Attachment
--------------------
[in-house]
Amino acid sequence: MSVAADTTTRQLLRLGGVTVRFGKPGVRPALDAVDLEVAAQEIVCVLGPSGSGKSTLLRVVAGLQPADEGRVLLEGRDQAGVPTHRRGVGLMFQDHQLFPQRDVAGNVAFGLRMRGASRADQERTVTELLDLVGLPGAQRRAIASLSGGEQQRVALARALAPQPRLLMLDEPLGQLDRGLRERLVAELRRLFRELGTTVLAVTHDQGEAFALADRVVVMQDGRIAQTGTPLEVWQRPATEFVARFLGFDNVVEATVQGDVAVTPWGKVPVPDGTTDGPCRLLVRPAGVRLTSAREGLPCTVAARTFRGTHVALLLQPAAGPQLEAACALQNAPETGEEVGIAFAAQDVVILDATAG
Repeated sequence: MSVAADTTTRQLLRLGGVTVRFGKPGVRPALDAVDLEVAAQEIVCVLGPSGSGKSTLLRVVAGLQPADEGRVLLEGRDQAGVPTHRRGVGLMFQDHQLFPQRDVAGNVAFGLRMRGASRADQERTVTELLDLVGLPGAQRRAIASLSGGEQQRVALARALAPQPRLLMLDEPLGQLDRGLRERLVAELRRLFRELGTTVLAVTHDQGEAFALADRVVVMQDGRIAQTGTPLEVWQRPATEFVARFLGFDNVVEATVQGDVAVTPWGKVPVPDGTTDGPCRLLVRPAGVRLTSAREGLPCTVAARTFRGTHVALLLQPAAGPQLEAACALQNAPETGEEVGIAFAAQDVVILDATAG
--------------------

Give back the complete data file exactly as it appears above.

[in-house]
Amino acid sequence: MSVAADTTTRQLLRLGGVTVRFGKPGVRPALDAVDLEVAAQEIVCVLGPSGSGKSTLLRVVAGLQPADEGRVLLEGRDQAGVPTHRRGVGLMFQDHQLFPQRDVAGNVAFGLRMRGASRADQERTVTELLDLVGLPGAQRRAIASLSGGEQQRVALARALAPQPRLLMLDEPLGQLDRGLRERLVAELRRLFRELGTTVLAVTHDQGEAFALADRVVVMQDGRIAQTGTPLEVWQRPATEFVARFLGFDNVVEATVQGDVAVTPWGKVPVPDGTTDGPCRLLVRPAGVRLTSAREGLPCTVAARTFRGTHVALLLQPAAGPQLEAACALQNAPETGEEVGIAFAAQDVVILDATAG
Repeated sequence: MSVAADTTTRQLLRLGGVTVRFGKPGVRPALDAVDLEVAAQEIVCVLGPSGSGKSTLLRVVAGLQPADEGRVLLEGRDQAGVPTHRRGVGLMFQDHQLFPQRDVAGNVAFGLRMRGASRADQERTVTELLDLVGLPGAQRRAIASLSGGEQQRVALARALAPQPRLLMLDEPLGQLDRGLRERLVAELRRLFRELGTTVLAVTHDQGEAFALADRVVVMQDGRIAQTGTPLEVWQRPATEFVARFLGFDNVVEATVQGDVAVTPWGKVPVPDGTTDGPCRLLVRPAGVRLTSAREGLPCTVAARTFRGTHVALLLQPAAGPQLEAACALQNAPETGEEVGIAFAAQDVVILDATAG